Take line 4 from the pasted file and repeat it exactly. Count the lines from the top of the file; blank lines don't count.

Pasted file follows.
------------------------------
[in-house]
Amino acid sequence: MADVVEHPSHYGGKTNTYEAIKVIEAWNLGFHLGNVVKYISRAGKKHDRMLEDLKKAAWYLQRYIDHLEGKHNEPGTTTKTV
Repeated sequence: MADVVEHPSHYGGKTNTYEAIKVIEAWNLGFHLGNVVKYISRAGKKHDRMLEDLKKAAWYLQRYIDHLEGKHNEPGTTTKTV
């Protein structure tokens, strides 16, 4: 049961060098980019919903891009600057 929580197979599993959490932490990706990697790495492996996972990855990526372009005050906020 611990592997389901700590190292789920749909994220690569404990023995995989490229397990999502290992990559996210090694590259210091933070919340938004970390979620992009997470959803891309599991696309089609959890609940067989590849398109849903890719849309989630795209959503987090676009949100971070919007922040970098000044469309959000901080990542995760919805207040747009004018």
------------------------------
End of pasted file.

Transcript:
């Protein structure tokens, strides 16, 4: 049961060098980019919903891009600057 929580197979599993959490932490990706990697790495492996996972990855990526372009005050906020 611990592997389901700590190292789920749909994220690569404990023995995989490229397990999502290992990559996210090694590259210091933070919340938004970390979620992009997470959803891309599991696309089609959890609940067989590849398109849903890719849309989630795209959503987090676009949100971070919007922040970098000044469309959000901080990542995760919805207040747009004018």